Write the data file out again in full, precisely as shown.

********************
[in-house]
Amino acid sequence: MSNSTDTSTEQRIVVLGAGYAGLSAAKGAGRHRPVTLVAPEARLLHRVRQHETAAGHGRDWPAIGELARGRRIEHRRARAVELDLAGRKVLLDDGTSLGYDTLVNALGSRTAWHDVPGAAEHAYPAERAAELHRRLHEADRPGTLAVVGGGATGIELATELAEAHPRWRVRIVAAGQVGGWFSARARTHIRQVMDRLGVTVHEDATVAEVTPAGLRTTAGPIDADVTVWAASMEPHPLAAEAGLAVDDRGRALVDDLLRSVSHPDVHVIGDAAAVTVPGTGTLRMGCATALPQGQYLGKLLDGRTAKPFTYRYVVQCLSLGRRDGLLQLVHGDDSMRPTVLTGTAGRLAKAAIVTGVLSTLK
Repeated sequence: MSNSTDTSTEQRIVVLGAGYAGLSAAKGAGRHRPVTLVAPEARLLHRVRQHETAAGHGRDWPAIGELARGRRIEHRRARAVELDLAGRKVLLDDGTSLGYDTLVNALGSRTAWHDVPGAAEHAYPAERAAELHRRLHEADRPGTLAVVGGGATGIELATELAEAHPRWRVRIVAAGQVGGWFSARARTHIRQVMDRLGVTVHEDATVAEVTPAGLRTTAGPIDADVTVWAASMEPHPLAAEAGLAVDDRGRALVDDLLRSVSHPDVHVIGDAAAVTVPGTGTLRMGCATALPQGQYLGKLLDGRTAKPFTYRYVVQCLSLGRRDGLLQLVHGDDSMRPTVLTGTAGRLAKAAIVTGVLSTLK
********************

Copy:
[in-house]
Amino acid sequence: MSNSTDTSTEQRIVVLGAGYAGLSAAKGAGRHRPVTLVAPEARLLHRVRQHETAAGHGRDWPAIGELARGRRIEHRRARAVELDLAGRKVLLDDGTSLGYDTLVNALGSRTAWHDVPGAAEHAYPAERAAELHRRLHEADRPGTLAVVGGGATGIELATELAEAHPRWRVRIVAAGQVGGWFSARARTHIRQVMDRLGVTVHEDATVAEVTPAGLRTTAGPIDADVTVWAASMEPHPLAAEAGLAVDDRGRALVDDLLRSVSHPDVHVIGDAAAVTVPGTGTLRMGCATALPQGQYLGKLLDGRTAKPFTYRYVVQCLSLGRRDGLLQLVHGDDSMRPTVLTGTAGRLAKAAIVTGVLSTLK
Repeated sequence: MSNSTDTSTEQRIVVLGAGYAGLSAAKGAGRHRPVTLVAPEARLLHRVRQHETAAGHGRDWPAIGELARGRRIEHRRARAVELDLAGRKVLLDDGTSLGYDTLVNALGSRTAWHDVPGAAEHAYPAERAAELHRRLHEADRPGTLAVVGGGATGIELATELAEAHPRWRVRIVAAGQVGGWFSARARTHIRQVMDRLGVTVHEDATVAEVTPAGLRTTAGPIDADVTVWAASMEPHPLAAEAGLAVDDRGRALVDDLLRSVSHPDVHVIGDAAAVTVPGTGTLRMGCATALPQGQYLGKLLDGRTAKPFTYRYVVQCLSLGRRDGLLQLVHGDDSMRPTVLTGTAGRLAKAAIVTGVLSTLK